When you hear installers talking about their competitors like this, your first thought is: "Pfff, is this really such an unsporting industry?" But we do understand where all this envy – and sometimes pure hatred – comes from. The business world isn’t like having a casual Sunday afternoon kickabout in the park. The business world is cold-blooded and harsh, and when you’re trying to do business in a relatively primitive and unregulated industry like ours, that makes it even harder. If you’re on the football field and suffer a slightly-too-hard push on the shoulder, the worst that can happen is that you get a bit of a bruise, while in business a little push from a competitor can easily cost you a few thousand euros or pounds. And we haven't even started on big pushes or tackles. They’re not things you can sort out after the game with just a beer and a friendly slap on the shoulder.

At the same time, it’s a real shame. Every time we find ourselves at a table with fencing installers from different regions, sometimes even different countries, and see how much they're enjoying each other’s company, we wonder why this doesn't work regionally. Being able to get along well with the fencing professionals in your own region has all sorts of advantages.

You can recommend each other for the jobs that you can’t or don’t want to do yourself. You can hire out installation crews to each other if there’s a big job that needs to be finished quickly. You can purchase supplies together, buying bigger quantities and so getting better prices. If all those things go well and you build mutual trust, you could even sit down together to see (obviously without breaking cartel laws) whether you could help each other to increase the price level in your region a little, or protect each other's major customers. Or you could work with two or three others to start up an electrical services company, for which you’ve never quite had enough work on your own. And even if it’s just because it makes it much easier to borrow a box of bolts or some fixings from each other: you’re always stronger together than alone.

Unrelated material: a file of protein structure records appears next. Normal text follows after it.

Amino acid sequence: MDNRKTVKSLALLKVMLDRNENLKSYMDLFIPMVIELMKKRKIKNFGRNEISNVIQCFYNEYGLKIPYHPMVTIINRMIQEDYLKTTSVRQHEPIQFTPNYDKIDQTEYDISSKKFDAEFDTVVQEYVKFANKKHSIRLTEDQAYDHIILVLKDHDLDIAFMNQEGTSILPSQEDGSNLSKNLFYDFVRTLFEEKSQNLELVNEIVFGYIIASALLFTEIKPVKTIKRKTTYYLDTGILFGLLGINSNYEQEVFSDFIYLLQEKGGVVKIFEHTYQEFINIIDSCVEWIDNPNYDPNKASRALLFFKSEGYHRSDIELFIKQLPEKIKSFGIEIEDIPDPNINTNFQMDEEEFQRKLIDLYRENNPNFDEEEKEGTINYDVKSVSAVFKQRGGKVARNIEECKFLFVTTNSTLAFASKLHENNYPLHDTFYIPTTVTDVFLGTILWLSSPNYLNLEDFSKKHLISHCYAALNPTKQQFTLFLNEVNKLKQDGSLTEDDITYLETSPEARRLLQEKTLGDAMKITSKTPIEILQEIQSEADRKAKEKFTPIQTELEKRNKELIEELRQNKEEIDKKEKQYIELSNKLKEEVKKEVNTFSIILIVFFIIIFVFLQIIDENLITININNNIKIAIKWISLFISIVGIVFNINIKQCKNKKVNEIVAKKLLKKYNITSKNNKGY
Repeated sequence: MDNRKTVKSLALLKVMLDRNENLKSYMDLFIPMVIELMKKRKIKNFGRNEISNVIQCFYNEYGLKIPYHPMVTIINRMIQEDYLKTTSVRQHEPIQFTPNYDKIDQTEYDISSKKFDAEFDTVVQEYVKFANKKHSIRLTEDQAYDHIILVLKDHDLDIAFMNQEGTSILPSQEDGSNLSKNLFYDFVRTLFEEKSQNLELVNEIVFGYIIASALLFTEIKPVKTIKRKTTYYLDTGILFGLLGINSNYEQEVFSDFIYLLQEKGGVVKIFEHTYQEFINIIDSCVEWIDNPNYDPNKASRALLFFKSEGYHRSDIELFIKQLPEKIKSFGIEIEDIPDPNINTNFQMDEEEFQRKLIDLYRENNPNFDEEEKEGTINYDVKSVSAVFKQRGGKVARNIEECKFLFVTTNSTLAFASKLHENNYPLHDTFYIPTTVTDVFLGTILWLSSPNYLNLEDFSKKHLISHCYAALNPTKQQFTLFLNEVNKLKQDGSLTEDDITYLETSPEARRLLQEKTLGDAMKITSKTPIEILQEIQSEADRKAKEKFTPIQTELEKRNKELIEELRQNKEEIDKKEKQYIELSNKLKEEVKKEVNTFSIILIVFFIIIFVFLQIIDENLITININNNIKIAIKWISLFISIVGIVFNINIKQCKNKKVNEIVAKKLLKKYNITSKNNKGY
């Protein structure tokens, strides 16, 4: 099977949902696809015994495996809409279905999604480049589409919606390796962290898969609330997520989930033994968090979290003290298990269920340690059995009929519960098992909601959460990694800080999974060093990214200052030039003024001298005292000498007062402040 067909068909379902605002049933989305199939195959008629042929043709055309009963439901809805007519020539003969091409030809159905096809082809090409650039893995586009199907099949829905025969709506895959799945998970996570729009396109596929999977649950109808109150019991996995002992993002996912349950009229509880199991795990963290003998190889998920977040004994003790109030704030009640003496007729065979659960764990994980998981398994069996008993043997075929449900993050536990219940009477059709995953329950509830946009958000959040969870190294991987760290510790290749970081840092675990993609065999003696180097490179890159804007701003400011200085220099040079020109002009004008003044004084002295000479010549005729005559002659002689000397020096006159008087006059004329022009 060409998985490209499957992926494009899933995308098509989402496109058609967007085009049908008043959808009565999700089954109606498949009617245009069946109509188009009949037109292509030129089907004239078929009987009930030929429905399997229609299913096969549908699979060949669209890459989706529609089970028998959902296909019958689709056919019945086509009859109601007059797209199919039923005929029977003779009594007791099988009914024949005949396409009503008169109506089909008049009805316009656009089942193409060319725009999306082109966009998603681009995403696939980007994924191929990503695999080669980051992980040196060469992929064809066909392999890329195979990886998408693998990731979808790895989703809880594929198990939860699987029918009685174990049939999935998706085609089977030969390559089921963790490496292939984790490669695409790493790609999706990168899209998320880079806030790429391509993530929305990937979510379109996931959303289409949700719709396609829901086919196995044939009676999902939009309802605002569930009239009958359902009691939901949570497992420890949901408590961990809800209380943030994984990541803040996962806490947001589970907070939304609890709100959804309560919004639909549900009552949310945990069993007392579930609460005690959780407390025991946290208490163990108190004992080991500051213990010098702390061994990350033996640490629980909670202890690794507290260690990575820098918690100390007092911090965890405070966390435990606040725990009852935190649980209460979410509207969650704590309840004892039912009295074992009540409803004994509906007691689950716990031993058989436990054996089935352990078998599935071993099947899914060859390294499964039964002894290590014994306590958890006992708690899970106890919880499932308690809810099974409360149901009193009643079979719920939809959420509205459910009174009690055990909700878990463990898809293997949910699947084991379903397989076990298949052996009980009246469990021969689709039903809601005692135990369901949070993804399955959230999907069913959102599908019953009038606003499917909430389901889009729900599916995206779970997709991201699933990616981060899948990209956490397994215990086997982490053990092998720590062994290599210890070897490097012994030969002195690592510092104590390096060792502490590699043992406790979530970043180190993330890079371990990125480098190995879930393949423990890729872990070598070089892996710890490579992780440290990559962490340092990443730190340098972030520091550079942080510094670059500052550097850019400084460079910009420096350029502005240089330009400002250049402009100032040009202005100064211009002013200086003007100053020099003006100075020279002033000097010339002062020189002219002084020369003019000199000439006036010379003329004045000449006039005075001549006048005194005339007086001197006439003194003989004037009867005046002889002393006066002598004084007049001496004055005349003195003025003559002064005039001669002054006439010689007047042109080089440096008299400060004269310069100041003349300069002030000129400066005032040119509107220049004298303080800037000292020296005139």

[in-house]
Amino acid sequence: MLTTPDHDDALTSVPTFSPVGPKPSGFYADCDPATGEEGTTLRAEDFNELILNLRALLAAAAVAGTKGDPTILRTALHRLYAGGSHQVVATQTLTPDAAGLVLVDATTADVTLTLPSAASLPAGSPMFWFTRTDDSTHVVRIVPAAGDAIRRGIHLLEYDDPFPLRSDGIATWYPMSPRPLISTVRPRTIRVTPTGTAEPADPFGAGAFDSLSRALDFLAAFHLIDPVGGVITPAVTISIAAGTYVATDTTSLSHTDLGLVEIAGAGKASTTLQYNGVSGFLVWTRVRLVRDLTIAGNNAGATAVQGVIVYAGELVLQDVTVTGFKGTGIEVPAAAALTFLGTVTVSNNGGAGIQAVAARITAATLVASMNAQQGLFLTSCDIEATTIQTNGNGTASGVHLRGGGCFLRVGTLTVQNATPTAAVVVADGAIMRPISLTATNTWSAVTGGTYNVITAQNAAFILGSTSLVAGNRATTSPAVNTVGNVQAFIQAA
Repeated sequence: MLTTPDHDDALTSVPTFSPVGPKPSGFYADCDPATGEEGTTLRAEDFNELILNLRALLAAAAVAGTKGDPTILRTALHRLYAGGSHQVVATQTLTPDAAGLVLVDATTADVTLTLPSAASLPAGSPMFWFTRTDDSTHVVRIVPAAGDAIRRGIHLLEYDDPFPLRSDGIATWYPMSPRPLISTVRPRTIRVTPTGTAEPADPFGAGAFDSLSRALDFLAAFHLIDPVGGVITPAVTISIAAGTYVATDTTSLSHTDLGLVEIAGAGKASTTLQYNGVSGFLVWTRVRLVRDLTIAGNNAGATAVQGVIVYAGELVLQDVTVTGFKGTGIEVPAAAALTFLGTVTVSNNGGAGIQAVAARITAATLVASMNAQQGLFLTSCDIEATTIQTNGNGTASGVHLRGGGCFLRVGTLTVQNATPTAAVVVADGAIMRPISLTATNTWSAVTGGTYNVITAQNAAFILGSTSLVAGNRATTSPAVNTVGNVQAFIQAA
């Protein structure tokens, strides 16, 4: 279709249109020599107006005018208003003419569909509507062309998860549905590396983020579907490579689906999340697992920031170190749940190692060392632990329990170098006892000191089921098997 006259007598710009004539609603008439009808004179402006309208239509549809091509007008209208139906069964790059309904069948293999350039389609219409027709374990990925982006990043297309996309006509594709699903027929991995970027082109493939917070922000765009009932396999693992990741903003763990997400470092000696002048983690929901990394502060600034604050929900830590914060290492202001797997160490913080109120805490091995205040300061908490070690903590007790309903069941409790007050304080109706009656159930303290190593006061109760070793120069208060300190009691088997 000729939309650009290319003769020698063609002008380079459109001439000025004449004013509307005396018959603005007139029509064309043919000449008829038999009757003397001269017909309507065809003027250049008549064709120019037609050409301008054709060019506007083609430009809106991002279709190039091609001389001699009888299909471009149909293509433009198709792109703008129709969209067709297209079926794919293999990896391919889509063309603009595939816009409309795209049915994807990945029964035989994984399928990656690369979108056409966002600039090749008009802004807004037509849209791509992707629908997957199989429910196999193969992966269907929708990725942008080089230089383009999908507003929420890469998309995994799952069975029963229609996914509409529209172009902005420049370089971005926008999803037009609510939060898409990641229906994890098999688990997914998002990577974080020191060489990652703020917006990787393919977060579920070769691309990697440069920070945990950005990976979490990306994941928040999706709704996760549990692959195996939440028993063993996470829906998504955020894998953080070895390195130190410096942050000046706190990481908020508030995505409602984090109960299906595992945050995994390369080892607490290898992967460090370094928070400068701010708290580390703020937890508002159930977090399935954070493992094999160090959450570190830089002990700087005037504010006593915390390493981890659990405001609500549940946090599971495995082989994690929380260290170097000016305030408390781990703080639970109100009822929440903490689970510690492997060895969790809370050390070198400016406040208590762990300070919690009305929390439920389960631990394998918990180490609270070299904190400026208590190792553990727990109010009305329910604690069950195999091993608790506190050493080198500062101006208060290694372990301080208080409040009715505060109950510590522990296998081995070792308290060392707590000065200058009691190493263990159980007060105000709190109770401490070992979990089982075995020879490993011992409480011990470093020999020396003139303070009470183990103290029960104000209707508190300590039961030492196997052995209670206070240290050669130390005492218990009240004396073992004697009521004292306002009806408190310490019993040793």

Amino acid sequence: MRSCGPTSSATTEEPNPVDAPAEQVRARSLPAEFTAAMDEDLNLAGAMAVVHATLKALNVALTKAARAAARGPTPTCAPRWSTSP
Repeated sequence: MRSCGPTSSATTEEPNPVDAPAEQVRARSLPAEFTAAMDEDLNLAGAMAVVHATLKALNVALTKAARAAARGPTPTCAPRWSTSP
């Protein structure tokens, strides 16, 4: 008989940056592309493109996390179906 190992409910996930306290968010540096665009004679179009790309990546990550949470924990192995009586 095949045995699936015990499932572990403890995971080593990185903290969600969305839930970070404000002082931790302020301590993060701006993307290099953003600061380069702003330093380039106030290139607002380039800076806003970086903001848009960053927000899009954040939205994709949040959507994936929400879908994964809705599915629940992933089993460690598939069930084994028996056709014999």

In order for that to happen, there needs to be tolerance and acceptance. Everyone is struggling. It's a slog for everyone. In hard times everyone has to slog to get orders; in good times everyone slogs to find staff and maintain acceptable delivery times. And hardly anyone in our industry has followed a special course of study for that; the vast majority of competitors have had to learn by trial and error the same way you have. And every competitor occasionally (or regularly) finds themselves in dire straits and then takes odd – and sometimes unsporting – steps to resolve it. But the moment you realise that the football match you thought you were playing is actually a rugby match, it’s easier to see the hard pushes and the tackles as part of the game, and fellow installers as fellow players, rather than %&#$$s.

Why not give a wave if you see that colleague driving past who (until yesterday) you thought was a %&#$$, thanks to those times he pushed you in the shoulder in the (possibly distant) past. And do the same again the next time. After three or so times, that installer will wave back. And if you happen to run into him at a petrol station, stop for a quick chat – he may well turn out not to be as much of a clown as you thought. Before you know it you’ll be sitting together after the match, having a beer. <